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- U.S. Securities and Exchange Commission Information This information sheet contains general information about certain provisions of the Investment Advisers Act of 1940 and selected rules under the Advisers Act. It also provides information about the resources available from the SEC to help advisors understand and comply with these laws and rules.
In the face of intense market volatility, financial advisors are surprisingly upbeat about the future of their businesses and expect a lot of advisors to change companies. So says veteran executive recruiter Mark Elzweig, president of a boutique search firm with a nationwide reach, Mark Elzweig Co., in New York City.
“Despite tremendous gyrations in the market in the last few weeks, advisors are optimistic and remain confident that their franchises are very solid. They feel there are good long-term opportunities for investors, who need effective risk-management programs to protect them on the downside. I haven’t heard anyone say to us, ‘I want to leave the business and do something else’,” says Elzweig (left) in a telephone interview with AdvisorOne.
Indeed, the recruiter anticipates 2012 to be a year when many more wirehouse advisors will change firms–a big contrast to 2010 and 2011.
“Once the market crashed in 2009,” Elzweig says, “there was so much movement. In 2010 most major wirehouse advisors–whose production was $500,000 or better–[took] retention bonuses and decided to give their new firms and management a chance.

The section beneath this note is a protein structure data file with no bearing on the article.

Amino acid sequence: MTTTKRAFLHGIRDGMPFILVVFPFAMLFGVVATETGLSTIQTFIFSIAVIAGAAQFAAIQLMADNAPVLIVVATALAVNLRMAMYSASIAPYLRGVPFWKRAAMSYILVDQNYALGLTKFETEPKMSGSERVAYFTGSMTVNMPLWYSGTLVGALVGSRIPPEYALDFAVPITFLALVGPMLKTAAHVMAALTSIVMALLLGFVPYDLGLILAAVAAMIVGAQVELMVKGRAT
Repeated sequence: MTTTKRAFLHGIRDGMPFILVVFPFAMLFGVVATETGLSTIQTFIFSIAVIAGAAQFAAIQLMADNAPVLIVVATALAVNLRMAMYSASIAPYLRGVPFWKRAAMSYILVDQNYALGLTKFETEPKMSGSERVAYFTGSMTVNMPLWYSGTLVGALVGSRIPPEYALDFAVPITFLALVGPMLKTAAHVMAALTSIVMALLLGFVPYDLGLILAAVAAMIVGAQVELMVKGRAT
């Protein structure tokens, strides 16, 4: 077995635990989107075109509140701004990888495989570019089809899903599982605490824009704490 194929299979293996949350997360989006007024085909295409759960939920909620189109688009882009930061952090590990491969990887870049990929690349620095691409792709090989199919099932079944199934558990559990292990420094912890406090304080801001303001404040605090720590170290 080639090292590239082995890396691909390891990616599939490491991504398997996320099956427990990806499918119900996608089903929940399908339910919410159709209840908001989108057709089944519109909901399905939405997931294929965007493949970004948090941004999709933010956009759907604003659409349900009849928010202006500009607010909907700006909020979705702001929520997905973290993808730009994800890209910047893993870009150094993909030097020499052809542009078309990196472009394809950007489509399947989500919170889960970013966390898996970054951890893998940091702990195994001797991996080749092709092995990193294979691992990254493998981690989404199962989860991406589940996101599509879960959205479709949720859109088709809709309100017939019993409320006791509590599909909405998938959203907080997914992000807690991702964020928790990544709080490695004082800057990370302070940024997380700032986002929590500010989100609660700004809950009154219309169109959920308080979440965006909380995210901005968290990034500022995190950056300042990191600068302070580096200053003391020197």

“But as we soon go into 2012, more of the upfront portion of those bonuses have amortized,” he says. “So in the [new year] we’ll see a lot more broker movement. Once the environment is more normal, people who feel there’s a reason to make a change will do so. Even now, we’re [getting] busy.”
There is already a great deal of activity among independent advisors, what with a record number of smaller broker-dealers closing largely because of the onslaught of new regulatory requirements.
“Increased regulations are making it more and more difficult for smaller broker-dealers to stay in business because their regulatory costs are going up,” Elzweig says. “Regulation is biased toward large, established players who have the money and resources for layers of full-time compliance people. In many ways the Dodd-Frank Act could be described as the Big-Firm Market-Share Protection Act–it skews the market in favor of the larger firms. Only they are set up [with staff] to handle regulations that require a lot of process.”
John L. Brackett, a partner of BAR Financial, in Pleasant Hill, Calif., and regional director of broker-dealer Financial Network Investment Corp., worries about the effect new regs are having on smaller broker-dealers. BAR’s advisor force numbers more than 400, and the independent owns and operates five large OSJs in California, New Mexico, Pennsylvania and Florida.
“FINRA has decided to regulate through enforcement, and they’re coming up with some of the most bizarro things. They want OSJs to analyze the [asset allocation] in client portfolios. That’s the advisor’s job–not the compliance person’s job. This is the Bernie Madoff backlash! We’re dealing with enforcement regulations that are closing broker-dealers and running advisors out of the business.”
Though Elzweig focuses on recruiting wirehouse and regional FAs, he notes: “When we’re aware of quality people at smaller firms, we are most definitely approaching them.”